What happened to all the ventilators?

This article was reviewed by Dr. Phil Lange, one of our subject matter experts.

This research was conducted by scientists at the University of Washington, the Virginia Mason Medical Center, and the Swedish Medical Center (all in Seattle, WA).

The paper we will be demystifying today can be found here, if you’d like to follow along.


Researchers followed 24 patients in ICU care in Seattle that were diagnosed with COVID-19. Most patients had symptoms for a week before arriving at the hospital. Once they arrived, most of them had a cough but only half had a fever. 18 patients were put on invasive mechanical ventilators and by the end of the study, only 6 had been taken off their ventilators. Of the 24 patients, 12 died, 5 were discharged from the hospital, 4 were moved from the ICU to another part of the hospital and 3 continued to receive ventilation in the ICU. The earliest a patient was taken off a ventilator was 8 days. These symptoms and numbers are similar to those reported by China.


By now you’ve hopefully picked up on the clue that this website focuses solely on SARS-CoV-2 and Covid-19. Well, surprise surprise, so is this article! In this study, researchers looked at critically ill patients with Covid-19 in Seattle to report their characteristics and outcomes. This is a more epidemiology focused study in contrast to the recent biological science studies we’ve been focusing on. Epidemiology is a branch of science that looks at patterns and determinants of health and disease.


To conduct this study, researchers included data from 24 adults (18+) who were admitted to ICUs (Intensive Care Unit) in 9 hospitals in the Seattle metropolitan area between February 24th and March 9th. All participants were confirmed to have Covid-19 through a positive RT-PCR assay (for more information about what this acronym means read here!). Pregnant women, prisoners and children were not included in this study.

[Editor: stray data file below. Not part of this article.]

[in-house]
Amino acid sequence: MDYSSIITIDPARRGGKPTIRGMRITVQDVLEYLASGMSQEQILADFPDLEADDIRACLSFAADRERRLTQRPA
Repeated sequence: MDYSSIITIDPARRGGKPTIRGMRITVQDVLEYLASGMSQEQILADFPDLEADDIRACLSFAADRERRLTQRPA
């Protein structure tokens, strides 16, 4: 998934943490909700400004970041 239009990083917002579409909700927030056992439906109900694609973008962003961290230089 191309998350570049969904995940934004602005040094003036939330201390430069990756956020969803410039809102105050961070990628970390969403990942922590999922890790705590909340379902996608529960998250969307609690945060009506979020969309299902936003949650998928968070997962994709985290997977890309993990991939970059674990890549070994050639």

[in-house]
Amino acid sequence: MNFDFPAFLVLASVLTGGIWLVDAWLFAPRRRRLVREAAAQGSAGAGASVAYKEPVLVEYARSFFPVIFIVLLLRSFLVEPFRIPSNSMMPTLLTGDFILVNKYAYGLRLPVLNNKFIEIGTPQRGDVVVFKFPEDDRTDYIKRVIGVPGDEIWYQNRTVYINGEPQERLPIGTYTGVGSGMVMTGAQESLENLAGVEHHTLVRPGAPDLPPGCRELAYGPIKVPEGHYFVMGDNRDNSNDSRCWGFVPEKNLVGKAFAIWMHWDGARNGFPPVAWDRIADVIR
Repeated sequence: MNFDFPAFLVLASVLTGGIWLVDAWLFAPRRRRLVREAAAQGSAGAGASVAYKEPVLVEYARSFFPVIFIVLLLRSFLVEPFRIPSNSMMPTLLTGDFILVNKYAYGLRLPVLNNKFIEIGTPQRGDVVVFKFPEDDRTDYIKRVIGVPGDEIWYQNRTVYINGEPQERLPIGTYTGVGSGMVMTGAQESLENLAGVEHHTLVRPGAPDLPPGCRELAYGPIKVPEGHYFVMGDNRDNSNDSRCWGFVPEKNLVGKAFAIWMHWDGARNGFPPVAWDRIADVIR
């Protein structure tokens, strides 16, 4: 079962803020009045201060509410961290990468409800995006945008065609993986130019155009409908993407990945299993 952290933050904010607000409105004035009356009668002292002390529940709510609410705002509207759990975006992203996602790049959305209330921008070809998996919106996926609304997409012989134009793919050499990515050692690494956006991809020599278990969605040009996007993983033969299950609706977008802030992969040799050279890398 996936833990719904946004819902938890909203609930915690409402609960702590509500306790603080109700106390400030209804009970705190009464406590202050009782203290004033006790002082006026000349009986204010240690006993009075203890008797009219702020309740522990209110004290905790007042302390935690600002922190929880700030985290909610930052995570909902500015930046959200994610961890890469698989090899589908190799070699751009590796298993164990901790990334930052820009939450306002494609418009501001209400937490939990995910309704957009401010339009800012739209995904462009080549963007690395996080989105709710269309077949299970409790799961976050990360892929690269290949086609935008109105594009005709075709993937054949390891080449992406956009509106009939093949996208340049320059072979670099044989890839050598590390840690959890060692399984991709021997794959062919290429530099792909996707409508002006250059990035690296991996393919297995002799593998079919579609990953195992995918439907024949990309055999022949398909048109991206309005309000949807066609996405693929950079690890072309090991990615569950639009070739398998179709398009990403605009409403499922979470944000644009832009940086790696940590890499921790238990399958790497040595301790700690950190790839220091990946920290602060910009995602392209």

Demographic and clinical characteristics of the patients

  • Average age of patients: 64 (from 23 to 97)
  • 63% of patients were men
  • Average duration of symptoms before hospital admission: 7±4 (this means that 95% of patients had symptoms for about 3 to 11 days before being admitted to the hospital)
  • None of the patients had recently travelled to China, South Korea, Iran or Italy
  • 16 (67%) patients were admitted from home and 6 (25%) were from a skilled nursing facility
  • The most common symptoms when patients arrived at the hospital were: shortness of breath and cough
  • 12 (50%) patients had a fever when they arrived at the hospital
  • 14 (58%) patients had diabetes
  • 5 (21%) patients had chronic kidney disease
  • 3 (14%) patients had asthma
  • 5 (22%) patients were current or former smokers
  • 8 (33%) patients had more than one condition

Laboratory and radiologic findings

  • 75% of patients had low levels of lymphocytes in their blood (read about what lymphocytes are here)
  • 23 patients had chest radiographs and all showed bilateral pulmonary opacities (this happens when the ratio between gas to soft tissue decreases)

Microbiologic results

  • Researchers also tested 23 patients’ samples for other respiratory viruses; none of the patients were infected with another virus on top of SARS-CoV-2
  • To double-check, researchers also tried culturing (growing) bacteria from 15 patients, all were negative
  • To TRIPLE check, researchers also tested the blood samples from 20 patients, still, all were negative for other viruses

Respiratory failure and shock

  • 18 (75%) patients were put on invasive mechanical ventilation (this is the machine you might have seen on shows like Grey’s Anatomy where patients are hooked up to a machine to help them breathe. Invasive means that the tube is put down their breathing tube, which is called the trachea)
  • For these patients, their oxygen ratios indicated moderate-to-severe Acute Respiratory Distress Syndrome (ARDS). ARDS is when you suddenly (acutely) have an onset of hypoxemia (low oxygen level in blood)